Two types of legislators are effectively created in such systems (PR legislators and SMD legislators). It also creates something of an electoral apartheid between candidates with and without districts, as national level deputies have no defined geographic electoral base to represent, which by definition means that small parties that can pass the national electoral thresholds will have no districts to represent, while large parties will. However, we must also remember that constitutionally Chilean legislators have a very limited capacity to secure particularistic benefits for their districts. Therefore, in the end, it is difficult to sustain that the creation of two types of legislators, one with strong constituent ties (and the inability to deliver any particularistic goods) and another with no ties to any district, represents an improvement over the balanced representative capacity of a PR system. A small magnitude PR system would produce a small number of legislators of equal status in each district, with ties to their constituency and reduced incentives to engage in the fruitless game of extracting particularistic resources. Therefore, most proposals fail to make convincing arguments that a MMS would provide substantial de-facto benefits over a moderate proportional system and certainly not a strong enough argument to justify the increased complexity that a MMS would introduce.


The adoption of a proportional system in Chile would signal the abandonment of fruitless electoral engineering aimed at reducing the number of parties, and simply recognize that Chile is a multiparty system. However, not all PR systems are the same, and herein lies the potential for electoral engineering aimed at inducing the optimal behavior of party leaders, candidates and politicians and producing clear electoral choices for voters.

The adoption of a moderate proportional system in Chile would provide the balance of representativeness, governability, accountability, and competition that any electoral system should guarantee. At the same time it would introduce many other of the desirable outcomes stressed here that the binomial system fails to promote. Opponents of PR often argue that it would bring about party system fragmentation and disincentives for party discipline as it has in Brazil. Let me dispense with the argument concerning hyper-fractionalization of the party system at the outset. PR is often rejected out of hand without recognizing that all PR systems are not the same. Indeed, the binomial system is a PR system—it just happens to be one with the lowest district magnitude possible. If the new Chilean PR system is designed correctly it can avoid the problems that exist in Brazil, and provide myriad additional benefits. I propose for Chile a moderate proportional system with open lists and magnitudes ranging from 4-6.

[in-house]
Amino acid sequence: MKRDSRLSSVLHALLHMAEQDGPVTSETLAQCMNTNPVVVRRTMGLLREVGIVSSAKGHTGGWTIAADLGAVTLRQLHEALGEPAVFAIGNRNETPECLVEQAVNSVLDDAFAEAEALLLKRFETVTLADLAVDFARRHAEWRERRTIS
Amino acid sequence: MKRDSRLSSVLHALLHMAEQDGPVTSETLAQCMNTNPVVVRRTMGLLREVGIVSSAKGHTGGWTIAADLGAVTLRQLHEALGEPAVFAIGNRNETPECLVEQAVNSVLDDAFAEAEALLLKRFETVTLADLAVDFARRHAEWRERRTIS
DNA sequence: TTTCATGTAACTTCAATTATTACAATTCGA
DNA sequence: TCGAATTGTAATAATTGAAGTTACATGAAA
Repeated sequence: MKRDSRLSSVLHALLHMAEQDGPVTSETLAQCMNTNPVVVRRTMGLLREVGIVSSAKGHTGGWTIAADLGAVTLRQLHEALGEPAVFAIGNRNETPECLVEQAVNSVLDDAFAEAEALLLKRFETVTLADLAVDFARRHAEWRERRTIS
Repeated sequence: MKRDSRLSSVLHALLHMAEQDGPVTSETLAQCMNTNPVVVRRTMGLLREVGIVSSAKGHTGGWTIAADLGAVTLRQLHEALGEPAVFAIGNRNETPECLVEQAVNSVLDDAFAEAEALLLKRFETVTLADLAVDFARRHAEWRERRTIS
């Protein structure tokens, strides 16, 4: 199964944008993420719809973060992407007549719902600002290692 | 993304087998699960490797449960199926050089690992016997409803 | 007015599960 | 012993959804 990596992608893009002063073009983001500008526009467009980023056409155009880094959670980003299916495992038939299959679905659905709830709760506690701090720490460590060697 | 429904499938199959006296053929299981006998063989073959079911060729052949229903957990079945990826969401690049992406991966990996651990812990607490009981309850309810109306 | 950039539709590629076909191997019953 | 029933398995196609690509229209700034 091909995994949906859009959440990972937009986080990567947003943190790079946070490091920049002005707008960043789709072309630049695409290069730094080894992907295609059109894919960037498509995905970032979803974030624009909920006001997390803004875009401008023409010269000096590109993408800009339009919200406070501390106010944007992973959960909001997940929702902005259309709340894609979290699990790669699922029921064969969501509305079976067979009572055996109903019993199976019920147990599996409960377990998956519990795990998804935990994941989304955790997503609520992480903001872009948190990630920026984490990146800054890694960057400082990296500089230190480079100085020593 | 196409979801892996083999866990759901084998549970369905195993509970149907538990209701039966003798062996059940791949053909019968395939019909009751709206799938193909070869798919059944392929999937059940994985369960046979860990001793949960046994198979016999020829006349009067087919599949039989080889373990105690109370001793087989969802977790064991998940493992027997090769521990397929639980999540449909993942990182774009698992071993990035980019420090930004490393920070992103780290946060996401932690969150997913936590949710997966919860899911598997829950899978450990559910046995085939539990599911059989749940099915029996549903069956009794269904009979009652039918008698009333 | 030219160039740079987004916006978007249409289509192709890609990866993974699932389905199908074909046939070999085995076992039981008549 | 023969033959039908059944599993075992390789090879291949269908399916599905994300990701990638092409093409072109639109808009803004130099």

If the adoption of a proportional system would do nothing to fundamentally change the number of parties and nature of competition, why bother adopting it? A proportional system would enhance the functioning of Chile's multiparty system relative to the binomial systems in a number of ways. First, in terms of representativeness, a well designed PR system would provide representation in parliament for all of Chile's significant parties. Granted, these parties for the most part currently have parliamentary representation. However, they are represented precisely because they engage in a very elaborate process of negotiation in both alliances (that has sometimes come close to failing) in order to provide joint electoral lists that include all of their constituent parties. A moderate PR system would allow parties to simply present their lists of candidates without negotiation, and let voters decide.

This leads to the second benefit of moderate PR. It would further enhance representativeness by allowing voters rather than elites the most important voice in choosing candidates. Democracy is based on the principle that citizens choose their leaders. In Chile, a selectorate of party elites still exercises de facto control over who is nominated and, in turn, who wins. The binomial system privileges party elites because voters only choose between the two candidates put forth by a coalition in the district, and it is often a forgone conclusion who is going to win. Candidate slates are largely negotiated by party elites rather than responding to the popular will of voters. If a closed-list PR system were introduced parties would still dominate in the selection and placement of candidates. An open list system, on the other hand, would enhance the power of voters relative to the party. With an open list system, parties would nominate a number of candidates and voters would decide who among them ultimately would win. Indeed, with respect to internal party democracy a moderate PR system with open lists provides a good deal more input for voters into who ultimately is chosen to serve. Open lists also eliminate the need for primaries by effectively providing a simultaneous general election and primary, because voters decide who among a party's slate of candidates is elected.